Monday, November 26, 2007

Genre 6 Fiction, Fantasy, & YA: The House of the Scorpion

The House of the Scorpion
1. Bibliography:
Farmer, Nancy. 2002. THE HOUSE OF THE SCORPION. New York, NY: Atheneum Books for Young Readers. ISBN 0-689-85222-3

2. Plot Summary:
In a futuristic world eerily similar to ours, Matteo Alacran was harvested instead of born. He is a clone of a rich and powerful drug lord and it is at his whim that Matt is allowed to live. When Matt realizes that his life was created to prolong El Patron’s, he decides his only chance for survival is to escape the compound and the bodyguards that surround him and take his chances in the world beyond. He is treated worse than an animal on the compound but the life that awaits him on the outside is one of child slavery. His daring escape and the friends he makes along the way give him the strength and courage to return victorious to his former home and right the wrongs of past generations.

3. Critical Analysis:
In her Science Fiction novel, The House of the Scorpion, Nancy Farmer brings us into a futuristic world where clones are harvested for body parts to prolong life and others are rendered mentally void of original thoughts. This book deals with several complex themes such as cloning, humanity, civil rights, immortality and self-awareness. In Matt’s world, clones are treated worse than barnyard animals and most are turned into ‘eejits’, which are implanted with a chip to suppress original thought, and make them totally subservient. When Matt and Tam Lin come across a man lying dead in the field, Tam Lin explains that the Farm Workers are eejits, “That’s why they work without resting until the foreman orders them to stop and why they don’t drink water unless someone tells them to.” The reader is exposed to the horror of slavery and the idea that the government allows humans to be turned in to robots used primarily at one’s will. Matt’s world closely resembles our own and his thoughts and fears are similar to many children’s. He has a desire to be loved, live freely without humiliation and embarrassment, and explore his dreams. Readers can identify with Matt’s fears and frustrations and he realizes his role in ‘life’. He was created to prolong his benefactor’s life, El Patron. El Patron’s death symbolizes Matt’s freedom as he escapes from the compound, but he is still not free. He is captured on the outside and forced to work in a shrimp harvesting camp. Here he is able to show his true self and use his intelligence and leadership skills to lead his newfound friends on an escape back to his original home where he has the chance to live as the new Matteo Alacran and make good choices instead of selfish ones.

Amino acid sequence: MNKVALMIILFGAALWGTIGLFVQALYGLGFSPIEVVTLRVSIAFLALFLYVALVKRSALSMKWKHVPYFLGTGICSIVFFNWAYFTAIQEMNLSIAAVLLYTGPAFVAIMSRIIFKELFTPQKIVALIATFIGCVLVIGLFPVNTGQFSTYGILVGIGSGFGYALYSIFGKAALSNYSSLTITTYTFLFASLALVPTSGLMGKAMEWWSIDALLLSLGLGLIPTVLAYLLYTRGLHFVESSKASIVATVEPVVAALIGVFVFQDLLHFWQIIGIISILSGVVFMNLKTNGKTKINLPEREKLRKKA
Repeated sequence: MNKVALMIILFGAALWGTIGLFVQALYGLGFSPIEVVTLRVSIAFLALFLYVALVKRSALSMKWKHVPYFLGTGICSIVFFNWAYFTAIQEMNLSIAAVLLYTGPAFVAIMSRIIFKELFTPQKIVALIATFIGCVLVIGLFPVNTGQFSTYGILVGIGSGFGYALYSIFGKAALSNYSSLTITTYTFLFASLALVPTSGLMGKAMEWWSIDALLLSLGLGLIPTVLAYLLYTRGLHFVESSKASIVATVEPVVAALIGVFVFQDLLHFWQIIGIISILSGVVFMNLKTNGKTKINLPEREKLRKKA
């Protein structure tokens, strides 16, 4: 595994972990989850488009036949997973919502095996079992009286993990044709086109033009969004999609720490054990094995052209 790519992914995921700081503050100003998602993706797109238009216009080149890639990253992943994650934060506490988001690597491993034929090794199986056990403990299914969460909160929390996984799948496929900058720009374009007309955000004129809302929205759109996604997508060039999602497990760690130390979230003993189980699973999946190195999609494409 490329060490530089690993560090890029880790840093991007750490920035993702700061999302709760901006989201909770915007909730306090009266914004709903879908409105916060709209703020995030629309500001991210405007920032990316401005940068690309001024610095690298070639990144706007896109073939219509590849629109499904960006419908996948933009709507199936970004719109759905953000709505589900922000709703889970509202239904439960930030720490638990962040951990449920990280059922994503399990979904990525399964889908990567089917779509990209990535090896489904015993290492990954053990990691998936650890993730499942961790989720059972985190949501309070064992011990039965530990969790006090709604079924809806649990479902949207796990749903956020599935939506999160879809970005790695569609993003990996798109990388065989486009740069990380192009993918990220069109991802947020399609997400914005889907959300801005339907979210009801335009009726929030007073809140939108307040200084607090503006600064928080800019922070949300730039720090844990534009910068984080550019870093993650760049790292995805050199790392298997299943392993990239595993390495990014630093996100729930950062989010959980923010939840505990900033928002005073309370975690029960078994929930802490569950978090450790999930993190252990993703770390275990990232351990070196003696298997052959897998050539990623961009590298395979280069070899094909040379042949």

4. Review Excerpts:
Newbery Honor Book 2003
Michael L. Printz Honor Book 2003
Starred in KIRKUS. “Farmer has a talent for creating exciting tales in beautifully realized, unusual worlds. With undertones of vampires, Frankenstein, dragons' hoards, and killing fields, Matt's story turns out to be an inspiring tale of friendship, survival, hope, and transcendence. A must-read for SF fans.”
Starred in HORNBOOK. “Farmer has shown great imagination in creating a unique, plausible, and disquieting view of the future.”
Starred in BOOKLIST. “This is a powerful, ultimately hopeful, story that builds on today's sociopolitical, ethical, and scientific issues and prognosticates a compelling picture of what the future could bring.”

5. Connections:
Other books by Nancy Farmer:
THE SEA OF TROLLS. ISBN 0-689-86744-1
Related books:
THE GIVER by Lois Lowry ISBN 0-553-57133-8
TUCK EVERLASTING by Natalie Babbitt ISBN 0-374-37848-7
Make a new book jacket for the cover
Find and research scorpions in books or on the web
Create a Reader’s Theater from Chapter 26 The Lost Boys

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